By Sulyn Chong

WOMEN in decision-making positions are far and few between but Dr Siti Mariah Mahmud has shown us that it is not impossible to be in a position of power and own it.

In addition to being a state representative for the Seri Serdang state constituency since 2018, Dr Siti Mariah is also the state executive councillor for three portfolios, namely, public health, women development and family empowerment as well as unity.

Due to her wealth of medical knowledge, she was a catalyst for the Selangor government during the Covid-19 pandemic which hit Malaysia hard from March 2020 until late 2021.

Dr Siti Mariah oversees a vaccination process at the Selangor Vaccination (Selvax) Booster programme at Selcare Clinic in Section 13, Shah Alam, on December 10, 2021.

Through this stormy phase, Dr Siti Mariah made the move to set up the Selvax programme, a vaccination programme that offered free Covid-19 vaccinations which benefited hundreds and thousands of people in Selangor, and helped the state achieve herd immunity that was in line with the federal government’s National Covid-19 Immunisation programme (Pick).

Although Selvax was a successful programme, her proudest achievement to date and most popular among the people would be the Selangor Mental Health (Sehat) programme which began even before the pandemic hit.

“Mental health disorders are the second-highest health problem suffered in Selangor and it was accentuated during the pandemic. That is why we encourage everyone in Selangor to make use of the programme as we have qualified counsellors onboard to help with all sorts of mental issues.

“Needless to say, Sehat has become a complete ecosystem which runs on its own now and it is very much community-based. It is also digitalised, so it is very convenient to use it and seek help,” she said.

The Sehat programme is now mostly driven by passionate volunteers (Sukar — a health volunteer team for the state, very much like Team Selangor) in every state constituency but there is still lots of room for improvement as Dr Siti Mariah said.

“In the urban areas, the programme is well-received and utilised actively. Even with our Selangor Saring and Selvax programme, you can see that people are more responsive to these initiatives in urban locations. In the rural areas, the uptake is not as what we hope,” she explained.

Piling one achievement on another is testament to Dr Siti Mariah’s passion for her job to represent people from all walks of life in Selangor, to be their voice in making sure government policies help them, and her way of making a difference.

Hence, her most successful programme in the five years she assumed office would be the Anak Istimewa Selangor (Anis) initiative, which was established on the very year she was given the seat.

The programme is aimed to improve education for special needs children in Selangor and to safeguard their welfare.

For Dr Siti Mariah, she said she is very glad to see the programme evolving so well and that it has helped more people than she can imagine.

Dr Siti Mariah (left) presenting the graduation certificate to an Anak Istimewa Selangor student during the Children’s Day celebrations organised by Yawas, at Prasekolah Anak Istimewa Selangor in Section 7, Shah Alam, on November 27, 2022.

“It has grown from being just a special needs support centre that provides functional diagnosis on special needs children to a kindergarten specialising in special needs childcare services and schooling.

“We even have an academy now for older special needs students where parents, teachers and volunteers for special needs children are involved. We are slowly covering all ages and we hope we are able to open up more centres to benefit more children and families.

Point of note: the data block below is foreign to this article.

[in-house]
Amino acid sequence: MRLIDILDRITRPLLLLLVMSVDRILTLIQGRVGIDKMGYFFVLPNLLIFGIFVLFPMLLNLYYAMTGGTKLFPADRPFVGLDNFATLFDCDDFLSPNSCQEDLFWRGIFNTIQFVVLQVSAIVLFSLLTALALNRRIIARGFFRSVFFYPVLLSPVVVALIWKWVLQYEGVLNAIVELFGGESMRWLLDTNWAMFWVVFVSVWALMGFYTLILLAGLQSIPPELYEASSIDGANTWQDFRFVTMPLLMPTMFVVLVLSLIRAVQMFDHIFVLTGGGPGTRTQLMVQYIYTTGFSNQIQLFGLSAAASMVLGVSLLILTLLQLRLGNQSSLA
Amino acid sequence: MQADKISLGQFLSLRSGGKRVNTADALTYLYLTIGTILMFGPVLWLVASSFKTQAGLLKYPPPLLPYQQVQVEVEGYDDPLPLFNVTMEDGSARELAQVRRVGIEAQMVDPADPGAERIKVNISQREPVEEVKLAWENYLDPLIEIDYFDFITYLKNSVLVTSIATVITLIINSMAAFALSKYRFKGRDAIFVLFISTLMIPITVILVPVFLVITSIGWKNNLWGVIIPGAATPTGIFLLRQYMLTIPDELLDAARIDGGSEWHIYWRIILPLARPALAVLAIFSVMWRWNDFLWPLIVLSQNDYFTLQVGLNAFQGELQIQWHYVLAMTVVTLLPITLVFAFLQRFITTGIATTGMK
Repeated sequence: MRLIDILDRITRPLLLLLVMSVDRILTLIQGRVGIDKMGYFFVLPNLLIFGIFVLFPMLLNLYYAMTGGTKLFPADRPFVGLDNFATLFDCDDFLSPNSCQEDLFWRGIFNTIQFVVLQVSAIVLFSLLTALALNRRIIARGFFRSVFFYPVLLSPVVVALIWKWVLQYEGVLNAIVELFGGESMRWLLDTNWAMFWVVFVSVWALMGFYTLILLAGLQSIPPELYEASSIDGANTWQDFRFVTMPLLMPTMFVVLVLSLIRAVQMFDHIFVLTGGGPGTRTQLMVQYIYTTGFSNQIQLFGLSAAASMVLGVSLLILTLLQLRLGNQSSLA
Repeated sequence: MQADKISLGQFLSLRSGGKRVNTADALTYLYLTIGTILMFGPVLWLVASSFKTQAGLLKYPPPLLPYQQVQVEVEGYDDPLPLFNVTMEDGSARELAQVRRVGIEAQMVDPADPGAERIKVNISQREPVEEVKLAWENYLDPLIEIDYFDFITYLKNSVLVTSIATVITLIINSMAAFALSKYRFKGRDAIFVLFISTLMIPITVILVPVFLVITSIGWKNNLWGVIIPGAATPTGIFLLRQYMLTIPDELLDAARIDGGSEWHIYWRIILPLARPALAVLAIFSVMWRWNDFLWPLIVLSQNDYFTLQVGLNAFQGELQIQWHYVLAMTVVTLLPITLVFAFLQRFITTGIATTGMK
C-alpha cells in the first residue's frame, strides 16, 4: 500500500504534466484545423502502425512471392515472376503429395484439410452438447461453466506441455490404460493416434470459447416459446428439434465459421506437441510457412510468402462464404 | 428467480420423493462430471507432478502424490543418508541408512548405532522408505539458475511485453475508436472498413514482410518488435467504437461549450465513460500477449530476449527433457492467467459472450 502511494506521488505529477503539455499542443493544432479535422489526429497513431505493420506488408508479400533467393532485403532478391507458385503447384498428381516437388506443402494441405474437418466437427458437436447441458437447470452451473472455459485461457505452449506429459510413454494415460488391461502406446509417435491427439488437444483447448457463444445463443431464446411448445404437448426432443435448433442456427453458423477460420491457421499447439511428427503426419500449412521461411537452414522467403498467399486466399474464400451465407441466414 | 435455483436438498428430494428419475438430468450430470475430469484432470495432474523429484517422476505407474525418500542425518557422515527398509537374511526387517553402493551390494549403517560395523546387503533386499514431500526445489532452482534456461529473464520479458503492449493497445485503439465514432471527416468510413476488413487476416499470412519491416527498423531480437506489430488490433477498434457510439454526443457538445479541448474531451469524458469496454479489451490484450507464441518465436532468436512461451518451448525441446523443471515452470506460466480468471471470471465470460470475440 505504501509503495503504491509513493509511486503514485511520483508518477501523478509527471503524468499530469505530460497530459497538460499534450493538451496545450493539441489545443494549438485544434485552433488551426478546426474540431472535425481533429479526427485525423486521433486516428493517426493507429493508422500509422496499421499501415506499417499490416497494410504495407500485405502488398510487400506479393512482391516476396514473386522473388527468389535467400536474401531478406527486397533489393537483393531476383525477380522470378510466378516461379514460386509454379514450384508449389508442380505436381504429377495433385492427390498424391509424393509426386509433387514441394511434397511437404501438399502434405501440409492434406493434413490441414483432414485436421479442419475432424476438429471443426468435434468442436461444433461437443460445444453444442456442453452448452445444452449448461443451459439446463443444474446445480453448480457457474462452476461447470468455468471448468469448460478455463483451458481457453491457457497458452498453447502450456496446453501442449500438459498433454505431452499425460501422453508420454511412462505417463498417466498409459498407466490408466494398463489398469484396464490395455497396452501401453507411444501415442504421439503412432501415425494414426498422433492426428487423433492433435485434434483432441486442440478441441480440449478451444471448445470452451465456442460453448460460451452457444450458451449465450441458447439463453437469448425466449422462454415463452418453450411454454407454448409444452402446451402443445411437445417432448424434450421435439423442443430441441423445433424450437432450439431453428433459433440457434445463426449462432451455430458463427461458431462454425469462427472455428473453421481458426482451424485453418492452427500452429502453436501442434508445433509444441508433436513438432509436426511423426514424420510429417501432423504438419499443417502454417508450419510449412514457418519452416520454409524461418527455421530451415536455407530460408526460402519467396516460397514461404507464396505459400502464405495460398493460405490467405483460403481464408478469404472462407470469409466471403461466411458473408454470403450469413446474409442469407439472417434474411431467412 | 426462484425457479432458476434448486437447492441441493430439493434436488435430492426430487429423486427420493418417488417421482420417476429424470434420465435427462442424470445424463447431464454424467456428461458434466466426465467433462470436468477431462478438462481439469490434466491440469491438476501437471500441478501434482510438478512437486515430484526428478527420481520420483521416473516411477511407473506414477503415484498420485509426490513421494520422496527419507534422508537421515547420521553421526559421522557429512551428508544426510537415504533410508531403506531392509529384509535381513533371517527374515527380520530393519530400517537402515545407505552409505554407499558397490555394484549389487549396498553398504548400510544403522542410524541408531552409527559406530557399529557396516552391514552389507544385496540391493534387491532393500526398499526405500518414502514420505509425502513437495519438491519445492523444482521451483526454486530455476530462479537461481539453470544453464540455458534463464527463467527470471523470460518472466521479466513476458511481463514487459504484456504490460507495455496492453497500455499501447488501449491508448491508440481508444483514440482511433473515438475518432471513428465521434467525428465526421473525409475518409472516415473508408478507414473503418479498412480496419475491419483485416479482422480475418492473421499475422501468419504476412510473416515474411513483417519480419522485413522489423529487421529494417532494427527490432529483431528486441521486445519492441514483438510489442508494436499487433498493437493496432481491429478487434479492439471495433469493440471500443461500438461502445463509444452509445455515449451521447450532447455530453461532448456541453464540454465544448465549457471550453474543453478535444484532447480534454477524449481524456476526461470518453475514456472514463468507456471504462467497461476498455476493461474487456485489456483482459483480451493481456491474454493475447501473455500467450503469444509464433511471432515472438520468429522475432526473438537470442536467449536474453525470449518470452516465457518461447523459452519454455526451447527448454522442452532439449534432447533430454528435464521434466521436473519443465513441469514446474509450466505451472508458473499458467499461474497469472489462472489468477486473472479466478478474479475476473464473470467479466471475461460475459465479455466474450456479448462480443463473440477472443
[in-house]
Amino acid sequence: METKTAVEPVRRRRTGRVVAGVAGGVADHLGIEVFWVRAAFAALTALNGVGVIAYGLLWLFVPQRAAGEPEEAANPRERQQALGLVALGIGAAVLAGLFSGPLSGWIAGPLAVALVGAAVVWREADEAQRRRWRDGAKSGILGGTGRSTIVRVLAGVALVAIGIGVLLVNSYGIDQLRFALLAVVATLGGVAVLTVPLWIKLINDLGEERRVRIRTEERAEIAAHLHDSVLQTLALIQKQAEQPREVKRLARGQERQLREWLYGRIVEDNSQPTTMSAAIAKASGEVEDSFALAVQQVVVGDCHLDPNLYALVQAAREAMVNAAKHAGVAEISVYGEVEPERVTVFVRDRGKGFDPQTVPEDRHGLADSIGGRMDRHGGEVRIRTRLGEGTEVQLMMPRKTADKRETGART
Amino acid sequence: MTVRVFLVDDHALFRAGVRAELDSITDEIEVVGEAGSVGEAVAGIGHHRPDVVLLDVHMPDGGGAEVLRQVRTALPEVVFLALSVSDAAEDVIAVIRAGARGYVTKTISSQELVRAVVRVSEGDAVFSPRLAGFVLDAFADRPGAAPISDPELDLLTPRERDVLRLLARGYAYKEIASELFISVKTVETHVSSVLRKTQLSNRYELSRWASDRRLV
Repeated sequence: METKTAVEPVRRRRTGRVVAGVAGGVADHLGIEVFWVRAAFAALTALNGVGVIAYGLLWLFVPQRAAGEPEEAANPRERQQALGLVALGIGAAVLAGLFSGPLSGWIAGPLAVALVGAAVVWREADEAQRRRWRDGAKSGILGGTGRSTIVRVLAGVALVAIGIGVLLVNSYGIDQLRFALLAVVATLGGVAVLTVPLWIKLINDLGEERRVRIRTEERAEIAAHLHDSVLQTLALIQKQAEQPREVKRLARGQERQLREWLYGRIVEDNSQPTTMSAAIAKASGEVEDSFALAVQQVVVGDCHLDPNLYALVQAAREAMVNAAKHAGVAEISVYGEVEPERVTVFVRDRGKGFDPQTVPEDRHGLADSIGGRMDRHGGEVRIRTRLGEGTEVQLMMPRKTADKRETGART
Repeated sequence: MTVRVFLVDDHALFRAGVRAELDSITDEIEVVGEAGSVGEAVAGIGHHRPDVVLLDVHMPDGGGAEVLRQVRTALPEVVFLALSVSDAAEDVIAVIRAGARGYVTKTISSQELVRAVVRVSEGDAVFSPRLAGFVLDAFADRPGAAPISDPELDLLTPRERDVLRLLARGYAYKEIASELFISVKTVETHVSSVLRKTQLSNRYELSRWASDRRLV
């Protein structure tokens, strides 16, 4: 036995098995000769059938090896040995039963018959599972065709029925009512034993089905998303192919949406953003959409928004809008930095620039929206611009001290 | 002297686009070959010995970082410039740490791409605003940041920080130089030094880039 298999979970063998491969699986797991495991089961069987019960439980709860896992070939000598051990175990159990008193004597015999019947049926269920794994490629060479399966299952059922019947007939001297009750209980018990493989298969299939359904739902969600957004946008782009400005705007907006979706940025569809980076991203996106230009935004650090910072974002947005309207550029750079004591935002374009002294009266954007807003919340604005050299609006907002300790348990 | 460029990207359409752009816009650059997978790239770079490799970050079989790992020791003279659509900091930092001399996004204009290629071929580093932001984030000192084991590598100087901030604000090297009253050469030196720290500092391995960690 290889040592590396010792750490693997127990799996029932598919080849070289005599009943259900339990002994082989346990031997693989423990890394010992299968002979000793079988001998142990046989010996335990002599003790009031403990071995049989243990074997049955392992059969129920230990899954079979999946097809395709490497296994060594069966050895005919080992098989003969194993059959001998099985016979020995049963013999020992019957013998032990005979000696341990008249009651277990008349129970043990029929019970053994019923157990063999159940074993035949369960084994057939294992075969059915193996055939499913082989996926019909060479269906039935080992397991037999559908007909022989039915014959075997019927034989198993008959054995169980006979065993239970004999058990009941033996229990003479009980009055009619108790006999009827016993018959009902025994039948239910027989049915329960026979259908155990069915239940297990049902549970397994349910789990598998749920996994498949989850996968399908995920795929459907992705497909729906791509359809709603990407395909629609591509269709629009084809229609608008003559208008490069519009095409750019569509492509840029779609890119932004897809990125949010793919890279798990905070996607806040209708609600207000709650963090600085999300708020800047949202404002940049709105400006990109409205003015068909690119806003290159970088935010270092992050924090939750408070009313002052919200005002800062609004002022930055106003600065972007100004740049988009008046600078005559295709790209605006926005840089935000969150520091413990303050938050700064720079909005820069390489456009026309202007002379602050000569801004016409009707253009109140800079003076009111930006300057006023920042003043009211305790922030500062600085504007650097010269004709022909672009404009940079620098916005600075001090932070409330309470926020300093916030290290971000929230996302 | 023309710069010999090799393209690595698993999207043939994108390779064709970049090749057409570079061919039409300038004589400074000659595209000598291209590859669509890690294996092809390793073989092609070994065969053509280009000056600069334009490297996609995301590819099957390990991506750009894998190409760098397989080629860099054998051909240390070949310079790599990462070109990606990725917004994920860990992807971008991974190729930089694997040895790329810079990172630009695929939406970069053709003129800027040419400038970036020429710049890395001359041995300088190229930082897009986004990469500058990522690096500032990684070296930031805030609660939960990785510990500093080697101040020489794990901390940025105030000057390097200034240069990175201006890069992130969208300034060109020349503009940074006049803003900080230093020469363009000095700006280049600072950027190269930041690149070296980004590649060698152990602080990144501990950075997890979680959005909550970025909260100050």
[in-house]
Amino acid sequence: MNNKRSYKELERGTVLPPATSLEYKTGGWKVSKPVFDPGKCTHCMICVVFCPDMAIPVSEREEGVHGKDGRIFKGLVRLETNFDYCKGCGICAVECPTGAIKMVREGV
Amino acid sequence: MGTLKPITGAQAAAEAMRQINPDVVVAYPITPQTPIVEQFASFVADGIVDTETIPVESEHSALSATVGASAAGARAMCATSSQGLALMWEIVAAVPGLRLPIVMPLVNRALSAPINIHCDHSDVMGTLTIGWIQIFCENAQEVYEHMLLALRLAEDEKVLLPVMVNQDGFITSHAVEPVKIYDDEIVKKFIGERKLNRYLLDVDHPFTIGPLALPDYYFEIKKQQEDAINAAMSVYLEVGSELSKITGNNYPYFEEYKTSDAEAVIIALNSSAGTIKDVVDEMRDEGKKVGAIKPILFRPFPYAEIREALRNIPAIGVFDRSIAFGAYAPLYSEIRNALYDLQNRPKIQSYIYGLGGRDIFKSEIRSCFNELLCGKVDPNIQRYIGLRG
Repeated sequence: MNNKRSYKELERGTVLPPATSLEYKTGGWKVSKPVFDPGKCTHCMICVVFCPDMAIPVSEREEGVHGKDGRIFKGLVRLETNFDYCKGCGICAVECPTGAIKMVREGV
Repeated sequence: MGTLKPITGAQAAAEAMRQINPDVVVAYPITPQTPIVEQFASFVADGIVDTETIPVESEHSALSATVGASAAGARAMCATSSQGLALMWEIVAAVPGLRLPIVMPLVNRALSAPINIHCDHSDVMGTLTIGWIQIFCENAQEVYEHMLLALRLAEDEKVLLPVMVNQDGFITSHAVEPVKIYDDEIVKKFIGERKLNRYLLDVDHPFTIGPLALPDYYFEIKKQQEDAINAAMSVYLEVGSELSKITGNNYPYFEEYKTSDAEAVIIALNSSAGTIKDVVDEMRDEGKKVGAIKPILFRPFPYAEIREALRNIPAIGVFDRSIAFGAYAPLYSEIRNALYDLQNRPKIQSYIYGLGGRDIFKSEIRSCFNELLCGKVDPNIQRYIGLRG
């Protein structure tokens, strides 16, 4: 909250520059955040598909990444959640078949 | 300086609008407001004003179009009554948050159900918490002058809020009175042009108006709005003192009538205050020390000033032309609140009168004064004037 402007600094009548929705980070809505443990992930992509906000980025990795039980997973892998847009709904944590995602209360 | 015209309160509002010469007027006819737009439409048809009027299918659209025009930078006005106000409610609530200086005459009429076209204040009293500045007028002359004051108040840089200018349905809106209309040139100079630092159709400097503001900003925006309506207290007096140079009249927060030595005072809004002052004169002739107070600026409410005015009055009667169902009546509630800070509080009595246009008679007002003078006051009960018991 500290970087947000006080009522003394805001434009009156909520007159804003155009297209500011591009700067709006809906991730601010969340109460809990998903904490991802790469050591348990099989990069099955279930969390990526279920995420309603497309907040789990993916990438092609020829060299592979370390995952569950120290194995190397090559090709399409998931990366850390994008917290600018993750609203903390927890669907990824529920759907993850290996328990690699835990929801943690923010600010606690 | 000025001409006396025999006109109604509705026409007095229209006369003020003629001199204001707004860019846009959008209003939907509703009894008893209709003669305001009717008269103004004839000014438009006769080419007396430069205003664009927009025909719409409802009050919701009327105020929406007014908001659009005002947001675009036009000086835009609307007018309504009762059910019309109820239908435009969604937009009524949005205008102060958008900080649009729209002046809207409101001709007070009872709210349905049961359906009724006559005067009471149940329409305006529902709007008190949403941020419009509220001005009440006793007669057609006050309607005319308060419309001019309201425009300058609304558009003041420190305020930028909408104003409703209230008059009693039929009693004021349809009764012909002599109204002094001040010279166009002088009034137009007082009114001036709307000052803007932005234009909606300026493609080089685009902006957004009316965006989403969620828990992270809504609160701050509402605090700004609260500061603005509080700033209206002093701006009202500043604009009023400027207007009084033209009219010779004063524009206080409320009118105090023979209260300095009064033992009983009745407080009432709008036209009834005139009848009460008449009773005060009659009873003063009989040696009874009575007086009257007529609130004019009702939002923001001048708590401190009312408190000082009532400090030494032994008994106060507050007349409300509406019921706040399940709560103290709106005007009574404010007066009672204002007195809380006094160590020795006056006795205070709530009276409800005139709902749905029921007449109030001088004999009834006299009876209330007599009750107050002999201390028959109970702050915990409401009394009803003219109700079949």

“We work closely with many non-government organisations (NGOs) and I am grateful for all the help everyone has contributed to make the programme a success. If possible, we would like to call on local authorities to help out as well, so that the programme can expand to various localities.

“But there is always room to grow and we will always be in need of more funding and help in other aspects because I believe in accessibility and sustainability in every programme I start. It should be able to continue on no matter who takes over next,” she said.

Empowered and independent

Being a woman in a position of power is never an easy task. Still, for Dr Siti Mariah, women should learn to be independent and continuously upgrade themselves so as not to be left behind.

State executive councillor Dr Siti Mariah Mahmud (second from right) admiring some items produced by housewives under the Tanjung Seri initiative, which is part of the Selangor government’s efforts to empower single mothers, people of different abilities and those from low-income groups.

“We need to keep learning new skills, to be independent economically, to understand your rights as a woman. We need to know our limitations and then enhance what we lack. But most importantly, we all need to be agents of change. And to do that, we need to start with ourselves,” she said.

Dr Siti Mariah understands that there may seem like many steps to take before a woman can get to the top and be on par with men but true equity is never a lonely journey.

“As women, we need to build our own confidence first and foremost, and being a woman, we should support other women. I always believe that there is power in numbers, which is why I seek to enlarge the pool of abled women through the various programmes and initiatives in the state.

“Sadly, we are still failing in political positions but it does not mean it is impossible. We must learn to accept responsibilities and push ourselves to be leaders. Although I understand, as women we carry many weights, such as being caregivers and childcare providers, but do not worry, because this is where the state comes in by offering the necessary support so that women can thrive,” she said with a smile.